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Inspiration

In conversation withJean-Luc Godard. filmmaker extraordinaire


Jean-Luc Godard talks to CPN (warning: contains some nudity)

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TRAILER 'ADIEU AU LANGAGE' (warning: contains some nudity)

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Background

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Jean-Luc Godard: the man, the motives

What is there to be said about Jean-Luc Godard that hasn’t already been discussed many times? A man whose reputation for disregarding rules and conventions is as strong as his desire for Cuban Cohiba cigars...

Godard is a reluctant genius with a mind for mischief. His wild, grey, thinning hair and stubbly face breaks into the warmest of smiles as he recalls puzzled ruminations of film critics past who just didn’t understand his work. He is on record as saying: “I’d rather feed 100 percent of ten people, than ten percent of a hundred.”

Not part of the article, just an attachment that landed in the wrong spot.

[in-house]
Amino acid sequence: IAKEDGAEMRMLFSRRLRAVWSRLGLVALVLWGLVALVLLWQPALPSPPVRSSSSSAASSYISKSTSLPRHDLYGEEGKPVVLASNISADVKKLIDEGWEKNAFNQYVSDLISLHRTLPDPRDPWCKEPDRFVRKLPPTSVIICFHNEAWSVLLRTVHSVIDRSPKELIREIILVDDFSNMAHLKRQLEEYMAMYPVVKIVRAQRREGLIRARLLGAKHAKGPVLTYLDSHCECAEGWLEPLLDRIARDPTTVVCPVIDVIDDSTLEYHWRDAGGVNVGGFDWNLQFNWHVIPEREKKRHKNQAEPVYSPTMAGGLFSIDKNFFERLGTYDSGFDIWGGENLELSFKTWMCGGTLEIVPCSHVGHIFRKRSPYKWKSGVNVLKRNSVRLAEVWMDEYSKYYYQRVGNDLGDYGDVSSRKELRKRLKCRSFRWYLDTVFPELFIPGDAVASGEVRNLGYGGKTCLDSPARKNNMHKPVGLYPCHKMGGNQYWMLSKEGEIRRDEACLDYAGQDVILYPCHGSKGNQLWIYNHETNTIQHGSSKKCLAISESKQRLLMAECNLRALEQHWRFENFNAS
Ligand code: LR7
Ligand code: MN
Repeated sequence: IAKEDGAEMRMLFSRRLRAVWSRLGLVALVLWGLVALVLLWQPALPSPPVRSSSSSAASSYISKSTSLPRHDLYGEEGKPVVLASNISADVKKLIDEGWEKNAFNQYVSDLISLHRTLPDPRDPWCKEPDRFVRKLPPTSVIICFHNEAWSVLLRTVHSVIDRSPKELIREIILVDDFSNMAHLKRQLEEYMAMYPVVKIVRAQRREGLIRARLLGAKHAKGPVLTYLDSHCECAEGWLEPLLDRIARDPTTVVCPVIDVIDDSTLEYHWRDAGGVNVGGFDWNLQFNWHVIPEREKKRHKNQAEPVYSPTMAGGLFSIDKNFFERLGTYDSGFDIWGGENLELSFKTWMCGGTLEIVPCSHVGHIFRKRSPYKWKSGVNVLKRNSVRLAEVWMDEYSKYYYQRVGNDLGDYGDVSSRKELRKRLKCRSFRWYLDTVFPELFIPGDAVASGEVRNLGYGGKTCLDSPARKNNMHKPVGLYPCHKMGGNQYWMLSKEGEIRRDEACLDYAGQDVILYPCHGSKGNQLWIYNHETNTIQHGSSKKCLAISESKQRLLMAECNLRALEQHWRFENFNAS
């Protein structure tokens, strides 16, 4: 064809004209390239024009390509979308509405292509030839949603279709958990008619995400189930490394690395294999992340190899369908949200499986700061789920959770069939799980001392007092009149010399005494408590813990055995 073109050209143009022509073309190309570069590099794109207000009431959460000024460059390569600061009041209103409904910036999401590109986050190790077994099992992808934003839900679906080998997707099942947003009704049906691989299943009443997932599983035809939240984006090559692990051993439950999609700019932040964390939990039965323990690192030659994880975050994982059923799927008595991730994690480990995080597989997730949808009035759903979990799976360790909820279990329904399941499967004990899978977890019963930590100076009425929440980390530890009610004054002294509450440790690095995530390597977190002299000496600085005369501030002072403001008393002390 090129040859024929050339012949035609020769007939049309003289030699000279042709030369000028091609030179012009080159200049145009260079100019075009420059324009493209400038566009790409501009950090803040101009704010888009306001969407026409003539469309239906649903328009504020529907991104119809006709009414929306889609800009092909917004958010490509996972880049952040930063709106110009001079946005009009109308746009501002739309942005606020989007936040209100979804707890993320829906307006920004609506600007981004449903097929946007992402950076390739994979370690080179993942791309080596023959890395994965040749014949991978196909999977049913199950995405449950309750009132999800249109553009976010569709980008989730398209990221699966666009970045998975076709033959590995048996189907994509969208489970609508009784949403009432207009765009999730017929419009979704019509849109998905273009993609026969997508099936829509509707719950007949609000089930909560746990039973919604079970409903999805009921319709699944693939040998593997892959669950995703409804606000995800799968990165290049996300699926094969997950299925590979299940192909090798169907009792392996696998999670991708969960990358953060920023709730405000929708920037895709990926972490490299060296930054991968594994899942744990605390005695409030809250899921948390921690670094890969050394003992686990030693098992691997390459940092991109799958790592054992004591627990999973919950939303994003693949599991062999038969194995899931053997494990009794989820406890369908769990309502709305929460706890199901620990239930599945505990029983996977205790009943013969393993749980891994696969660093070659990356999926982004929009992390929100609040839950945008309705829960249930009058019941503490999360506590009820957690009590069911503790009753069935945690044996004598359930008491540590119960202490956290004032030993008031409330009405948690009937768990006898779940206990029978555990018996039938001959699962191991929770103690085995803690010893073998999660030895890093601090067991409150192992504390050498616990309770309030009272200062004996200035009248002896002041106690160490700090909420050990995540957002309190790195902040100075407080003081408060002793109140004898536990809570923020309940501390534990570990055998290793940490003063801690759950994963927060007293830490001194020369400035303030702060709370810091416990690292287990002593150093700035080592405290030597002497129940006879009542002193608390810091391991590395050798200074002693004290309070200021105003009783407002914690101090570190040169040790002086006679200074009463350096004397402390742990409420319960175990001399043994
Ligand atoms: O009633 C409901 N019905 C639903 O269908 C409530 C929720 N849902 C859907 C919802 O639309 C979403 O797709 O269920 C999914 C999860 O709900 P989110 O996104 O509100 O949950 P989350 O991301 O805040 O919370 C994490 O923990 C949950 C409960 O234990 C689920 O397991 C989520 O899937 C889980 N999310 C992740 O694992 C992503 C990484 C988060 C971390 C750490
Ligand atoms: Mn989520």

A loner of French cinema; he is an onlooker, at one with his thoughts and with an inner commentary that spills onto the movie screen with vigour and passion. At 83 he is still very much into his craft, and his skill as an editor, though very much of the old school, still has the capacity to impress with jump cuts and graphics that leave you scratching your head and working hard to understand the reasons. But that’s the point: Godard likes his audience to work hard...

This year is his 60th as a filmmaker. Godard has made more than 120 films and has directed France's most celebrated actors; from Gerard Depardieu to Brigitte Bardot. But only one film – ‘Breathless’ – was ever a financial success.